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    Quote Originally Posted by Richard
    If Laker were to play now, he'd be considered wholly average, I can categorically assure you of that.
    Of course you can, but then again the number of times that real life has shown your perfect world of Cricket to be wrong means I pay no heed to your catergorical assurance.
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  7. #37
    Cricket Web Staff Member Richard's Avatar
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    Typical of you, pay attention to the minority and hide your eyes from the majority.
    Uncanny resemblence to the First-Class-Test thing, here...
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  8. #38
    Cricket Web Staff Member Richard's Avatar
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    Quote Originally Posted by Camel56
    Who considers Laker an all-time great? No one i know does. The fact is he is remembered for one ashes series in 1956 and really only for one test in the series at Manchester. Apart from that what else is he remembered for? Nothing.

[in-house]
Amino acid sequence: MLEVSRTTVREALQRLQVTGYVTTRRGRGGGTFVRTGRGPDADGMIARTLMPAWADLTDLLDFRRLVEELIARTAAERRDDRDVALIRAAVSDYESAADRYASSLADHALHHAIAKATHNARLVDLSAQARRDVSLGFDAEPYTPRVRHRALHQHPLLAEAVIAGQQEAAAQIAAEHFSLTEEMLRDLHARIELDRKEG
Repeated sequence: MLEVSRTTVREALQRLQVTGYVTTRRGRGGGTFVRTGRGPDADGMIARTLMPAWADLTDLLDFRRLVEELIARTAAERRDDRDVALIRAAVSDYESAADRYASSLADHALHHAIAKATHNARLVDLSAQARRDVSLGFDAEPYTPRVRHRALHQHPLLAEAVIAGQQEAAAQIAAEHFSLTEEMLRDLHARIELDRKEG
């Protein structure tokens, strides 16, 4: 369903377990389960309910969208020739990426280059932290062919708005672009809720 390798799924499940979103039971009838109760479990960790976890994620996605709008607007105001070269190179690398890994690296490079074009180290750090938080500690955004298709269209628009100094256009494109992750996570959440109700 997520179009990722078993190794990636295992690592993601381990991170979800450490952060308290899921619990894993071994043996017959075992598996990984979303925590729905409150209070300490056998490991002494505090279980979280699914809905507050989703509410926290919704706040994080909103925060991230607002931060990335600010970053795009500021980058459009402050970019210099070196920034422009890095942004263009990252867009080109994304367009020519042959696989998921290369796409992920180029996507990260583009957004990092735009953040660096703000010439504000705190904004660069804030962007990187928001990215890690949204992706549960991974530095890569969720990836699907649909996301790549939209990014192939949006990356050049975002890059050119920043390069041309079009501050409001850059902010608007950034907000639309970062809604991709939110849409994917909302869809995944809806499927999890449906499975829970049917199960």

Except for the many times he took large bags of wickets for not many runs.
    His most significant achievement, indeed, was his part in bowling out the Aussies in the second-innings at The Oval in 1953, and helping regain The Ashes after 20 years.
    Laker is considered by most people to be one of the best spinners of all-time. Yet were Ashley Giles and his playing eras to be swapped, it'd be the other way around.
    Fingerspinners cannot be great bowlers from 1970 onwards, unless they manage to play most of their cricket in the subcontinent.
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  9. #39
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    Richard does make a good point (albeit indirectly); I doubt spinners like Laker would have been quite as effective today. Ignoring pitches, changes to teh LBW laws mean that spinners find it a heck of a lot tougher to get a LBW decisions go their way. The instances of batsmen being almost guaranteed a not-out if they played forward enough and attempt a shot weren't anything resembling a guarantee before the 70's. Batsmen were being given out if an LBW just 'looked' out and as long as, in the opinion of the umpire, it was going on to hit the stumps, that was enough. Now, particularly for spinners going around the wicket, it's very tough to get one going your way.

  10. #40
    Cricket Web Staff Member Richard's Avatar
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    Given the extraordinary number of lbw decisions which actually had everything right but "looked not out" on first sight (usually involving "getting a big stride") IMO the retro-theory was the better.
    All batsmen, through a career, receive far more good luck than bad.
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  11. #41